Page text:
Read more at We Like Lists Because We Don't Want to Die and The Skull On Your Desk.

Save To… the Cloud?


A couple of years ago, my good friend Ian Pringle wrote about the anachronistic persistence of a floppy disc icon to indicate a save command.

Ian noted that the notion of 'saving' in an age of web applications is itself an absurd notion and that state is perhaps more appropriate – recording a temporal snapshot of attributes and values. However, expressing state/time in a universally comprehensible icon is a daunting brief…

Of course, replacing the floppy with a hard drive or USB key icon would be just as arcane as a 3.5" disc, but I've noticed recently that alpha-geeks speak of saving to the cloud or assert that a particular document is in the cloud.

With the advent of web-based applications such as Google Docs and the emergence of cloud computing, perhaps The Cloud is an appropriately contemporary metaphor for saving a piece of work.

Saving to the Cloud blends the notion of a resilient, repeatable and trustable act, with an ambiguous, dimensionless, time-skipping cloud of data, servers and connectivity…a metaphor that's a good enough start 🙂

Curiously, the discless Google Docs does employ the traditional 3.5" floppy icon, but the disc-based iWork does not

The TED Gift Bag

Gift Bag TED conferences are famous for the complimentary gift bag distributed to each delegate upon registration.

only are the bags replete with politically/ecologically-correct goodies,
but the bags themselves aren't your usual cheap-ass branded schwag, but
sourced from the likes of Timbuk2 and Rickshaw Bagworks…this year, TEDsters got very cool (and very large) Zero Messenger

So what's in the bag?



Other Stuff…

Every night, returning to my hotel room, I'd find a schedule for the next day, along with a little gift – a copy of The Dodo Guide To Oxford, sometimes a box of Vosges Peanut Butter Bonbons or Hazlenut Bombalinas, Mari's brownies, and most impressively/embarrassingly an N97 couriered to me for live-blogging, by my sponsors Nokia; embarrassing because I can't use it without an iPhone SIM removal tool to flip out my SIM into the N97…

Over at Keble College, Toms Shoes
were giving away complimentary pairs of their (very weird looking)
footwear to all TEDsters; for every pair collected by a delegate,
another would be donated to a child in need. So, Gordon Gekko was kinda right? Speakers get to pickup a Livescribe and (um) a pair of UGG slippers and Knome are offering a selected few TEDsters the possibility of sequencing their personal genomic data – neat!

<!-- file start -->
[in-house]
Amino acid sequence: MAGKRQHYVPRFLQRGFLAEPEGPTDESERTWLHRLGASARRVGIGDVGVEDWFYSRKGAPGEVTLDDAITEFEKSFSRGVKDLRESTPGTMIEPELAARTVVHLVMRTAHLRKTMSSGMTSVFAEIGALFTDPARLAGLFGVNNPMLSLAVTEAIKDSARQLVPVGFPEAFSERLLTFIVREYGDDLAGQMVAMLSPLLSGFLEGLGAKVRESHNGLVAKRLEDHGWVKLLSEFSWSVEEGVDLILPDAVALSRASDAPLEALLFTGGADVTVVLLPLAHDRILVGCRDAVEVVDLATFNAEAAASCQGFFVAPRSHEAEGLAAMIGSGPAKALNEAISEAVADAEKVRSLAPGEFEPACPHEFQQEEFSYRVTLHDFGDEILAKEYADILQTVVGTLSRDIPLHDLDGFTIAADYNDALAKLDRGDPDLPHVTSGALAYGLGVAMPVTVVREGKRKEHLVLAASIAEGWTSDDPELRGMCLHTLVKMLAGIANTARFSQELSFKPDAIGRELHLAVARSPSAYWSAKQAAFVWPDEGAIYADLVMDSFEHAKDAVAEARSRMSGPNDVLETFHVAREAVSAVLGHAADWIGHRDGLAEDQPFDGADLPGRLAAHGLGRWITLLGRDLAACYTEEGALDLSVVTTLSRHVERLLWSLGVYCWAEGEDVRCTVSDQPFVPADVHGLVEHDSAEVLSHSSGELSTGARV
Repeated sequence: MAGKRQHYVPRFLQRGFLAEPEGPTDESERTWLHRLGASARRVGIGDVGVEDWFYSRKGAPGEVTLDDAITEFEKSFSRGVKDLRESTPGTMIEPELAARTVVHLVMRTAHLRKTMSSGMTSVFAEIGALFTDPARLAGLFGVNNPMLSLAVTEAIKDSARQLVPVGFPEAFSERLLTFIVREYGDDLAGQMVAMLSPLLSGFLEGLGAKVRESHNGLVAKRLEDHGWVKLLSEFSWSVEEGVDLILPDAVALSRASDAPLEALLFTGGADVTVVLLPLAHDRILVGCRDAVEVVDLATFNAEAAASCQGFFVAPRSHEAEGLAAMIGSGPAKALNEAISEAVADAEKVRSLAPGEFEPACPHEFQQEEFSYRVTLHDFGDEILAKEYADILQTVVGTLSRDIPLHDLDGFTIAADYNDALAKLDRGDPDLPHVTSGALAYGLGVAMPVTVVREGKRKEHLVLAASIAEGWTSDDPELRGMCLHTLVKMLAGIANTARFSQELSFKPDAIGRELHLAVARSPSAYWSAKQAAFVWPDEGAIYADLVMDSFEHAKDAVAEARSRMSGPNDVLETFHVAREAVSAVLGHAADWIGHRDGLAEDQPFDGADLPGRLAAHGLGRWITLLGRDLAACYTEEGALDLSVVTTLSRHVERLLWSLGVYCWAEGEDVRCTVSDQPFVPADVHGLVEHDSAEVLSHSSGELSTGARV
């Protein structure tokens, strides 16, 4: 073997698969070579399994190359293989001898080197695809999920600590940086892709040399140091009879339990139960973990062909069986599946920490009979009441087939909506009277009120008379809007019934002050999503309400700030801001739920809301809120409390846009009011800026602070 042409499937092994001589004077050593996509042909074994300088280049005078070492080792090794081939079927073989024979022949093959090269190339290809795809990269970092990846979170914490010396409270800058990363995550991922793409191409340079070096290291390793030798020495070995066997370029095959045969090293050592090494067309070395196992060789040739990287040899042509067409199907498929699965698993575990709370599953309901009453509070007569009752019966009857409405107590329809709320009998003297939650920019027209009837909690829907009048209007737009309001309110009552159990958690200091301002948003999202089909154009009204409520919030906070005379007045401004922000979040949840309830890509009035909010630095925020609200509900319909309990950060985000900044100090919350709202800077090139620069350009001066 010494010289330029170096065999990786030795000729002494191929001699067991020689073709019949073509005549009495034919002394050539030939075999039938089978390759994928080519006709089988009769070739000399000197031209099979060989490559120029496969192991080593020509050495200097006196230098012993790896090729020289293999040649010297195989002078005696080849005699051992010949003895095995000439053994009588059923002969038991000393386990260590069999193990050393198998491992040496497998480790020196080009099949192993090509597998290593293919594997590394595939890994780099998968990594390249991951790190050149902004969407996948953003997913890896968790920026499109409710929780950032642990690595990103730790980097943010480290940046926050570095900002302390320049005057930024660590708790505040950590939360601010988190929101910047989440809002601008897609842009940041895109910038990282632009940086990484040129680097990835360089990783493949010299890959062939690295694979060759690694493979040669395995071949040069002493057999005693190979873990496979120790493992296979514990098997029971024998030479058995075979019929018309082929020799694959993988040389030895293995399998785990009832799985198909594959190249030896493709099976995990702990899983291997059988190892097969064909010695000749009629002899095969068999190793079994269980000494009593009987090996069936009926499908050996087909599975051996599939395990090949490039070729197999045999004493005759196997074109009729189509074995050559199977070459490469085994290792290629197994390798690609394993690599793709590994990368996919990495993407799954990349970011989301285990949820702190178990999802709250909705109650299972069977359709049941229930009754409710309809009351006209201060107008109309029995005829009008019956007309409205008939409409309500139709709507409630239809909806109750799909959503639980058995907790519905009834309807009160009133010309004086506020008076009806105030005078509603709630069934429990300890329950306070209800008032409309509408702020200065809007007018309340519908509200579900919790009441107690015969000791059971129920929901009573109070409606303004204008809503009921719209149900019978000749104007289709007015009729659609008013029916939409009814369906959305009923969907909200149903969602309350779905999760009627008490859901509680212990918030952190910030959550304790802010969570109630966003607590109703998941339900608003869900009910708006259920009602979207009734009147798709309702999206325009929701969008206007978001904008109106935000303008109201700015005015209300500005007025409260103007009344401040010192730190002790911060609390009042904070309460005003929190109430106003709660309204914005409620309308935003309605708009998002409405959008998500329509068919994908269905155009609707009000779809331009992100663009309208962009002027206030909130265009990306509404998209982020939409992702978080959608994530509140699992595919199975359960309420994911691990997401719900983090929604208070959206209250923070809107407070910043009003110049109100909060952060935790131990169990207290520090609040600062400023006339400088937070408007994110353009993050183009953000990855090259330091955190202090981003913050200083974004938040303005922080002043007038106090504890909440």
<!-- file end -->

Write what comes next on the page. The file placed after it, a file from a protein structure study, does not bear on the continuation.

So the TED gift bag is very 'right-on', speaking to ecological, creative and innovative motivations. I can't help but wonder if – assuming David Deutch's parallel universes theory hold – that there's an evil twin for the TED gift bag, containing DVDs of hardcore porn, Jeffrey Archer novels, a filament lightbulb, a bottle of Evian, pack of cigarettes, a hand grenade, a copy of Windows Vista and keys to a Hummer.

I'm hoping when I check-in to the pearly gates sometime around 2069 there'll be a gift bag with a Qu'ran, some holy water, a prayer mat and seventy-two virgins…oh and some Five Fingers 🙂

(woah, this post reads like a product placement singularity)

TED and me


I don't really remember where I first came across the TED conference but in recent years, I've quickly become hooked on the eponymous talks and, in recent months, TED seems to be serendipitously intersecting with my career in many wonderful ways…

  • Most surprisingly, next week I've been invited to attend TED Global 2009 in Oxford. Earlier this month, Nokia, one of the conference sponsors, contacted me to offer a sponsored place at the conference. Upon enquiring why they approached me, they explained that I was 'one of the UK's top bloggers'. Um, that's slightly embarrassing, but I'm not going to argue with Wikio's rankings, however inaccurate 😉

    The speakers list looks awesome, with Stephen Fry, Rory Bremner, Karen Armstrong, Stefana Broadbent, John Lloyd, Daniel Pink & Aza Raskin amongst others. Oddly, for a tech conference, delegates are discouraged from using laptops or phones during sessions; Nokia have suggested even a pen and paper might be frowned upon. It'll certainly be a novelty maintaining focus and attention for hours at a time. I couldn't even do that at university…like a laptop, I tend to fall asleep after extended periods of inactivity.